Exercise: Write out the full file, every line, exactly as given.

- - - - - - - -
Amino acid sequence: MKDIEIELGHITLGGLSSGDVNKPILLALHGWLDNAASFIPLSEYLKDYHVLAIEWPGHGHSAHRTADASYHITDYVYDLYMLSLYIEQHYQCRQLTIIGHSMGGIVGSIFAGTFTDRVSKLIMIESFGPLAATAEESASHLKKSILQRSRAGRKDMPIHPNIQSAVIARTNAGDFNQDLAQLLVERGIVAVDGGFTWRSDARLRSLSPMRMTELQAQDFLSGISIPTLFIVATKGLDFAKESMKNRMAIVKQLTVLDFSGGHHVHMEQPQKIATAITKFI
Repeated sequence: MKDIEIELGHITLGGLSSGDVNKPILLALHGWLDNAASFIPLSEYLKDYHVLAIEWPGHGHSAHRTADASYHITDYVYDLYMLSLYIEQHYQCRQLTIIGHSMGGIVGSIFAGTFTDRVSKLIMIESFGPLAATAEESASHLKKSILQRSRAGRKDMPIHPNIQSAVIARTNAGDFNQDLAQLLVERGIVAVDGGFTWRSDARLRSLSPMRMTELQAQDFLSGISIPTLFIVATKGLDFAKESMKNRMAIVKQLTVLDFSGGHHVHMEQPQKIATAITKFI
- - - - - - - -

Amino acid sequence: MKDIEIELGHITLGGLSSGDVNKPILLALHGWLDNAASFIPLSEYLKDYHVLAIEWPGHGHSAHRTADASYHITDYVYDLYMLSLYIEQHYQCRQLTIIGHSMGGIVGSIFAGTFTDRVSKLIMIESFGPLAATAEESASHLKKSILQRSRAGRKDMPIHPNIQSAVIARTNAGDFNQDLAQLLVERGIVAVDGGFTWRSDARLRSLSPMRMTELQAQDFLSGISIPTLFIVATKGLDFAKESMKNRMAIVKQLTVLDFSGGHHVHMEQPQKIATAITKFI
Repeated sequence: MKDIEIELGHITLGGLSSGDVNKPILLALHGWLDNAASFIPLSEYLKDYHVLAIEWPGHGHSAHRTADASYHITDYVYDLYMLSLYIEQHYQCRQLTIIGHSMGGIVGSIFAGTFTDRVSKLIMIESFGPLAATAEESASHLKKSILQRSRAGRKDMPIHPNIQSAVIARTNAGDFNQDLAQLLVERGIVAVDGGFTWRSDARLRSLSPMRMTELQAQDFLSGISIPTLFIVATKGLDFAKESMKNRMAIVKQLTVLDFSGGHHVHMEQPQKIATAITKFI